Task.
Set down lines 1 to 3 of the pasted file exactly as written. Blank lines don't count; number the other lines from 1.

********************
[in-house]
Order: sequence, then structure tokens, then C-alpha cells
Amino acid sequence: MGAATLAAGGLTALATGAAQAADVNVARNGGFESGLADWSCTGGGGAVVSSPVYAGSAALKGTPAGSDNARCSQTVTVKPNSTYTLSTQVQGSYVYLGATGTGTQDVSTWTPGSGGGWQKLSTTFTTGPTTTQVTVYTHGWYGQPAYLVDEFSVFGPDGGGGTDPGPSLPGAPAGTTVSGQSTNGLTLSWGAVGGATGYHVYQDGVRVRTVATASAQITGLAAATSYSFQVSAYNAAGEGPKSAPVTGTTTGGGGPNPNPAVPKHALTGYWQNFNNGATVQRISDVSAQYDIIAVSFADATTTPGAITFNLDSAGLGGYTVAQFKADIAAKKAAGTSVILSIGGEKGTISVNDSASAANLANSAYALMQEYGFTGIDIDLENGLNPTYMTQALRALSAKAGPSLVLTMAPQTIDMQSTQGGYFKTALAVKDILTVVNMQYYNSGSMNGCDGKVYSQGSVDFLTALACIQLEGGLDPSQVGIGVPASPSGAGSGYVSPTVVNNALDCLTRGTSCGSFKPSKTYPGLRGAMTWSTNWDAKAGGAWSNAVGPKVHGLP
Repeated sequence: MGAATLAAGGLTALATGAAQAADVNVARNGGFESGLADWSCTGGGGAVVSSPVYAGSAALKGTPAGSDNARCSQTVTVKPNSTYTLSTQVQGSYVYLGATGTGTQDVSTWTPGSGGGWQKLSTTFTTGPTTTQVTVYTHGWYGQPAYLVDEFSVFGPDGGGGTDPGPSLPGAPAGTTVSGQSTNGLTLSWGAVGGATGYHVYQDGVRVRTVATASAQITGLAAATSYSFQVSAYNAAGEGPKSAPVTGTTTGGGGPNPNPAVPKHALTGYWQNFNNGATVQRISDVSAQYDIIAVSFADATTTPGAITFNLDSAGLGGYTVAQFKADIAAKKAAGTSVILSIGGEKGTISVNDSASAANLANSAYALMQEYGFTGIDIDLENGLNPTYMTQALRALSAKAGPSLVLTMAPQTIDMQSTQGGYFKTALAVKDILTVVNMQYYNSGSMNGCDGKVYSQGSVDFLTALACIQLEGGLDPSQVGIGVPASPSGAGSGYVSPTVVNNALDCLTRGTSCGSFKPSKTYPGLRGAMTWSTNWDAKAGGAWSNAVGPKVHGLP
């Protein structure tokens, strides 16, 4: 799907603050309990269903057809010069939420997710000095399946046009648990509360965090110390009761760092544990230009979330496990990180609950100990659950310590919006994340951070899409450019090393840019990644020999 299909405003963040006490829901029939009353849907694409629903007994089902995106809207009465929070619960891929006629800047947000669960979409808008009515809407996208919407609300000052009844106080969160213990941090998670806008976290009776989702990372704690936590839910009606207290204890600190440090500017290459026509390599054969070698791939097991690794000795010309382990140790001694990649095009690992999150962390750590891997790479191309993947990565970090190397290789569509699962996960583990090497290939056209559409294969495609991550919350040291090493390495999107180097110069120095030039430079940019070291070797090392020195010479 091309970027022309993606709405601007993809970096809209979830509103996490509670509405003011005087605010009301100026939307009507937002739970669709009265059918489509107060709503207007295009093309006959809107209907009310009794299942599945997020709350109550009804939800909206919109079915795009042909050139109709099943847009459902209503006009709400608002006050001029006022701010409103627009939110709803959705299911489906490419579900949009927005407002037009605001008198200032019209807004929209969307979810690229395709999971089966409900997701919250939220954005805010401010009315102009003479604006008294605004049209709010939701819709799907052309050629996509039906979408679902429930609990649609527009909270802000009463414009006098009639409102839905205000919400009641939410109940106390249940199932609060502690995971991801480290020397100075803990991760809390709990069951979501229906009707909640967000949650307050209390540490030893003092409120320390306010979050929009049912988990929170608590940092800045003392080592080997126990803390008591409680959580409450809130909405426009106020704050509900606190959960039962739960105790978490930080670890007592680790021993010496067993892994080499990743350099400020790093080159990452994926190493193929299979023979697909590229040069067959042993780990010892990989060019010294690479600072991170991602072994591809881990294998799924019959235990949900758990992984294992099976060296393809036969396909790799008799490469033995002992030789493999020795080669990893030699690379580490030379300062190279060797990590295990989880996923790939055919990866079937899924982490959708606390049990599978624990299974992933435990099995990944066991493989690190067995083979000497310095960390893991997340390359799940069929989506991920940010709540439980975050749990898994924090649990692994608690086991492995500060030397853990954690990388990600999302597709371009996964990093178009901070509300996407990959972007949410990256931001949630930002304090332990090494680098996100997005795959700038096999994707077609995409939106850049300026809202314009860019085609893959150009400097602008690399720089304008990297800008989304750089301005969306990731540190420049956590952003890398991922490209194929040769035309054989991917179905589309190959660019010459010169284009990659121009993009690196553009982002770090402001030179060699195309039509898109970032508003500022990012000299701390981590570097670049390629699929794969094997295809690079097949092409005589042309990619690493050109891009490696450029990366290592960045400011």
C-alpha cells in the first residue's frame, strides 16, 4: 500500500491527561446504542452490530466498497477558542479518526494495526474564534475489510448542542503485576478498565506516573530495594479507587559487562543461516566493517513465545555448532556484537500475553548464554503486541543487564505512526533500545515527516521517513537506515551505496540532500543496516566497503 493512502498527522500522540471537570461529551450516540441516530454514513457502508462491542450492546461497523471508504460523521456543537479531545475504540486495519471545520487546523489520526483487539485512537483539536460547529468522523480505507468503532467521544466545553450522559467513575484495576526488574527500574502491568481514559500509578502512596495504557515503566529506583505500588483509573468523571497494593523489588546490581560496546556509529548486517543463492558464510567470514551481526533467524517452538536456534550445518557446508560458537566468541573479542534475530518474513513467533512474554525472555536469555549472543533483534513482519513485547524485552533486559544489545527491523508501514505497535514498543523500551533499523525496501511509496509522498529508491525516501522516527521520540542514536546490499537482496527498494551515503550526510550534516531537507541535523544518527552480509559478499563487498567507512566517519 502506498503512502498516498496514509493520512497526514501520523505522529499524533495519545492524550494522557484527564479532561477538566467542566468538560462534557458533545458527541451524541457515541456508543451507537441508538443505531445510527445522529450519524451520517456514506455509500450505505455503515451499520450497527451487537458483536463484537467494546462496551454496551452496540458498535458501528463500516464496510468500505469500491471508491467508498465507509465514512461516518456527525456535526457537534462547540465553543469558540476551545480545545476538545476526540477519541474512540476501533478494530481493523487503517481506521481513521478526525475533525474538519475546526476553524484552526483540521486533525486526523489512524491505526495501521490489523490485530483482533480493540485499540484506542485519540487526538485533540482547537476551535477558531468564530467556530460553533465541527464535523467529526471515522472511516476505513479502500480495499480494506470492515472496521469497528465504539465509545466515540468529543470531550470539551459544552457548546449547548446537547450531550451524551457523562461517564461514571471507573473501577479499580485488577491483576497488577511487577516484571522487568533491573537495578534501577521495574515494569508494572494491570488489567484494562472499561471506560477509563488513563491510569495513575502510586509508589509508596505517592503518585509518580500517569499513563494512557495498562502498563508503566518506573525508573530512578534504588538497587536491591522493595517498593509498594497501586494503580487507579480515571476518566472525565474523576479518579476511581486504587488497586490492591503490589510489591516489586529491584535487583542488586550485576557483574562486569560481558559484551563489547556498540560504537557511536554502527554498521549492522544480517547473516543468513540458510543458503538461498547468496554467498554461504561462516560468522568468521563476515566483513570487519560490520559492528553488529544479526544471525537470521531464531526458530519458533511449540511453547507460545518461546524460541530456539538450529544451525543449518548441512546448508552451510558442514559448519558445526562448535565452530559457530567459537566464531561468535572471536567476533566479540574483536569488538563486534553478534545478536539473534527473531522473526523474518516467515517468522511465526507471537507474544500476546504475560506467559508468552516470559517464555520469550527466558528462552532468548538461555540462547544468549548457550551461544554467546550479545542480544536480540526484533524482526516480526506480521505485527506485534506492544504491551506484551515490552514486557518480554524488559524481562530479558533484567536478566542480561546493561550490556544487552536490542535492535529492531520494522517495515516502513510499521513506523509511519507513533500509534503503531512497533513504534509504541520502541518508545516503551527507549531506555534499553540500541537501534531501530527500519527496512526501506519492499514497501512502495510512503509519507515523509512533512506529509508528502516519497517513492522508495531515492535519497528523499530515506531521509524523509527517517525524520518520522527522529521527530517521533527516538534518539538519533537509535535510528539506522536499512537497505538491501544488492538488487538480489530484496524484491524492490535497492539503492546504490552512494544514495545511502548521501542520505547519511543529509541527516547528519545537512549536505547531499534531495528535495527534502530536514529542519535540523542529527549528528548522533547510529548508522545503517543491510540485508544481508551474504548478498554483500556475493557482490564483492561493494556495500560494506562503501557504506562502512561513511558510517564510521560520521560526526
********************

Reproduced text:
[in-house]
Order: sequence, then structure tokens, then C-alpha cells
Amino acid sequence: MGAATLAAGGLTALATGAAQAADVNVARNGGFESGLADWSCTGGGGAVVSSPVYAGSAALKGTPAGSDNARCSQTVTVKPNSTYTLSTQVQGSYVYLGATGTGTQDVSTWTPGSGGGWQKLSTTFTTGPTTTQVTVYTHGWYGQPAYLVDEFSVFGPDGGGGTDPGPSLPGAPAGTTVSGQSTNGLTLSWGAVGGATGYHVYQDGVRVRTVATASAQITGLAAATSYSFQVSAYNAAGEGPKSAPVTGTTTGGGGPNPNPAVPKHALTGYWQNFNNGATVQRISDVSAQYDIIAVSFADATTTPGAITFNLDSAGLGGYTVAQFKADIAAKKAAGTSVILSIGGEKGTISVNDSASAANLANSAYALMQEYGFTGIDIDLENGLNPTYMTQALRALSAKAGPSLVLTMAPQTIDMQSTQGGYFKTALAVKDILTVVNMQYYNSGSMNGCDGKVYSQGSVDFLTALACIQLEGGLDPSQVGIGVPASPSGAGSGYVSPTVVNNALDCLTRGTSCGSFKPSKTYPGLRGAMTWSTNWDAKAGGAWSNAVGPKVHGLP